Rich Families Cut Back on Buyout Firms for Direct Deals
Daniel Lubin, whose family wealth comes from a maker of diaper-rash cream built by his grandfather and later acquired by Pfizer Inc. (PFE), is taking more control of his fortune.
Lubin, 52, chairman of Upsher Asset Management, a so-called single-family office that oversees the assets of his family and three others descended from his grandfather, is shifting capital from outside funds into direct investments. Family offices increased their direct allocations to private companies and real estate last year to an average of 11 percent from 6 percent in 2009, according to a study to be released today by the Wharton Global Family Alliance.
“If you have a third or half of your portfolio where you’re paying 2 and 20, suddenly you’re saying, ‘You know what, these guys are eating up half of my return,’” Lubin said of fees charged by many private equity and hedge funds, traditionally 2 percent of assets and 20 percent of profits. “That doesn’t make any sense. There’s got to be a better way.”
Single-family offices are investing directly because of declining fund returns and concerns that some outside managers charge high fees and may have conflicts of interest, according to Wharton. The offices generally are dedicated to the investment oversight and financial planning of one clan. They usually serve families worth at least $100 million, such as those of computer maker Michael Dell and Microsoft Corp. (MSFT) co- founder Bill Gates.
Upsher Asset Management devotes about 7 percent of its assets to direct investments in private companies or real estate, compared with none five years ago, said Lubin, who is also managing partner of the New York-based venture-capital firm Radius Ventures LLC.
“There are profound changes that occurred as a result of the 2008 and 2009 economic recession and financial crisis,” said Raphael “Raffi” Amit, chairman of the Wharton Global Family Alliance, a unit of the University of Pennsylvania’s Wharton School in Philadelphia that focuses on wealthy families and their businesses.
Families reported a fivefold increase in their allotments to art collections and precious metals, which made up 5 percent on average in 2011, according to the study.
They cut their average outlay for private equity funds to 9 percent from 11 percent two years earlier. The average portion in hedge funds stayed the same at about 12 percent, while investments dedicated to funds of funds dropped to almost zero.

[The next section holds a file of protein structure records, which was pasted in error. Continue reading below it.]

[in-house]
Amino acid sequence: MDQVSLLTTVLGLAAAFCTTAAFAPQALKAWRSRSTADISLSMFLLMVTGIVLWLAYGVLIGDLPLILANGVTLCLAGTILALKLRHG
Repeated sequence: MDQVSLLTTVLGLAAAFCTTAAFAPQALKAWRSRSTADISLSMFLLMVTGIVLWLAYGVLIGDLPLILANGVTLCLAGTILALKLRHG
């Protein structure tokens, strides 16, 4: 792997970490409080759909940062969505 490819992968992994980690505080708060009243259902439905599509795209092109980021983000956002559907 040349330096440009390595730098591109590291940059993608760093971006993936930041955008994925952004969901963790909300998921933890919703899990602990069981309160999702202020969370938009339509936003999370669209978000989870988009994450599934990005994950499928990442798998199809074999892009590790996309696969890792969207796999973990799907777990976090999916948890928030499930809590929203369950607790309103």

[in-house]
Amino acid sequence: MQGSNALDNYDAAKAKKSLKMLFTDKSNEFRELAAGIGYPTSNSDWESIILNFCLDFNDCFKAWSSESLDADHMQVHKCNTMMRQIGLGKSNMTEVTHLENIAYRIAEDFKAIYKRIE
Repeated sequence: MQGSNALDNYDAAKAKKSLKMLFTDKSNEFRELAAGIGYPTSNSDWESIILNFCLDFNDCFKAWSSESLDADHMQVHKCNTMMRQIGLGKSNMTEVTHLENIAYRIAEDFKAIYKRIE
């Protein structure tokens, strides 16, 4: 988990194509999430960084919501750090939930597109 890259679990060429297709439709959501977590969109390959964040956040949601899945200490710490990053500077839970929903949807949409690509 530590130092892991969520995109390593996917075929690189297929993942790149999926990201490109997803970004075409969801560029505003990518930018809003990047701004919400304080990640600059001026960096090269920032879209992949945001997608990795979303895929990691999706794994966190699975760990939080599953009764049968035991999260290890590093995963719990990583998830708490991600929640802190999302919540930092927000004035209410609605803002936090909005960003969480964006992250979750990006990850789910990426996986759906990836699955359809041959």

“We see almost a move completely out of fund of funds,” Amit said. “These trends are a result of poor performance of fund of funds and the deep concern that family offices have about conflicts of interests at large financial-service companies. That’s something that the big banks have to take notice of.”
Funds of hedge funds lost an average of 3 percent annually in the four years through 2011, according to Bloomberg’s indexes for funds. Funds of funds seek to minimize risk a client would have from investing with a single manager. They generally add a layer of fees on top of the cost of the underlying investments. Funds of funds charge an average 7.6 percent performance fee and 1.3 percent management fee, according to data compiled by Bloomberg.
The Wharton report is based on a survey of 106 families from 24 countries conducted last year. About 41 percent of the respondents were based in the Americas. Amit declined to release country-specific data to preserve confidentiality. Sixty-three percent of respondents held more than $500 million in assets.
Advantages of single-family offices include privacy, control and customization. There probably are about 400 in the U.S. with more than $500 million in assets that provide investment management, administrative and family services as independent firms with their own staffs, Amit said.
“People were a little less focused on what it cost to invest and what we were paying managers to get their expertise,” before 2008, said Lubin. Since then many family offices have become more focused on risk management, liquidity and fees as returns declined.